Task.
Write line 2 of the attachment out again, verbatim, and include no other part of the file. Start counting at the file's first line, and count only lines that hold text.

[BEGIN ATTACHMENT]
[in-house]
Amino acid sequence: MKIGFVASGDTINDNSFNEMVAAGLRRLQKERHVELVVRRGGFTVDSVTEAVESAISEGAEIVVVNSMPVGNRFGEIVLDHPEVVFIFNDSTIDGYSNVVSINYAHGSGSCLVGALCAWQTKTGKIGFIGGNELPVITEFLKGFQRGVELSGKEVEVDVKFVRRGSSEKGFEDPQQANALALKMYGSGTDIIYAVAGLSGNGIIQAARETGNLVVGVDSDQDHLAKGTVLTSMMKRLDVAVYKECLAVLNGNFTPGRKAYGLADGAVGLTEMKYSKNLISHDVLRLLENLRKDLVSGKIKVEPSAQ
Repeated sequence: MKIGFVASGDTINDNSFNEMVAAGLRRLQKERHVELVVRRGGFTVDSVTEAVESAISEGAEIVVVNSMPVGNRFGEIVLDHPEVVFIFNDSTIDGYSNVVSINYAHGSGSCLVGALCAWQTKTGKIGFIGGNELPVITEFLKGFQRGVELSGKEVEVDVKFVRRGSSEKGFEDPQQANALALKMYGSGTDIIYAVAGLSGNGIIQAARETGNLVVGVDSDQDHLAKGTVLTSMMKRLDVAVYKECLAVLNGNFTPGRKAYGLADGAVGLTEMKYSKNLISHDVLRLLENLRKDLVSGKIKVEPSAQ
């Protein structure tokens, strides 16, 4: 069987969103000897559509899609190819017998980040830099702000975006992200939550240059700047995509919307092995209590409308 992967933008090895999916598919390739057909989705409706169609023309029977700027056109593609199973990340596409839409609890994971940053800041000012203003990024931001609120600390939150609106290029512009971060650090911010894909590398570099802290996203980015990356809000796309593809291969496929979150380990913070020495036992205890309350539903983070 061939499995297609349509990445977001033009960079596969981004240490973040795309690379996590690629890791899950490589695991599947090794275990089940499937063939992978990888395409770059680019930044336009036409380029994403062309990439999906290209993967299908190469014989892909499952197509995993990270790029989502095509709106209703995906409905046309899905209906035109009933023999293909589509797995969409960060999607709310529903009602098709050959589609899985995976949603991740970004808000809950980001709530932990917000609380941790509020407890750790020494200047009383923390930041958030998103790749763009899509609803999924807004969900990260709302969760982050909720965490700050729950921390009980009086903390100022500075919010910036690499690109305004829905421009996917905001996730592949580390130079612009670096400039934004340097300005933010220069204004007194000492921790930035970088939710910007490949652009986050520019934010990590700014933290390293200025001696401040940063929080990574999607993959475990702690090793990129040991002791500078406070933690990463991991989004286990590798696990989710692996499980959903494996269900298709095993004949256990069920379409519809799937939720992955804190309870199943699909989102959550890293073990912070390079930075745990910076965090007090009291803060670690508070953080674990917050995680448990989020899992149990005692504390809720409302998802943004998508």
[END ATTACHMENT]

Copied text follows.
Amino acid sequence: MKIGFVASGDTINDNSFNEMVAAGLRRLQKERHVELVVRRGGFTVDSVTEAVESAISEGAEIVVVNSMPVGNRFGEIVLDHPEVVFIFNDSTIDGYSNVVSINYAHGSGSCLVGALCAWQTKTGKIGFIGGNELPVITEFLKGFQRGVELSGKEVEVDVKFVRRGSSEKGFEDPQQANALALKMYGSGTDIIYAVAGLSGNGIIQAARETGNLVVGVDSDQDHLAKGTVLTSMMKRLDVAVYKECLAVLNGNFTPGRKAYGLADGAVGLTEMKYSKNLISHDVLRLLENLRKDLVSGKIKVEPSAQ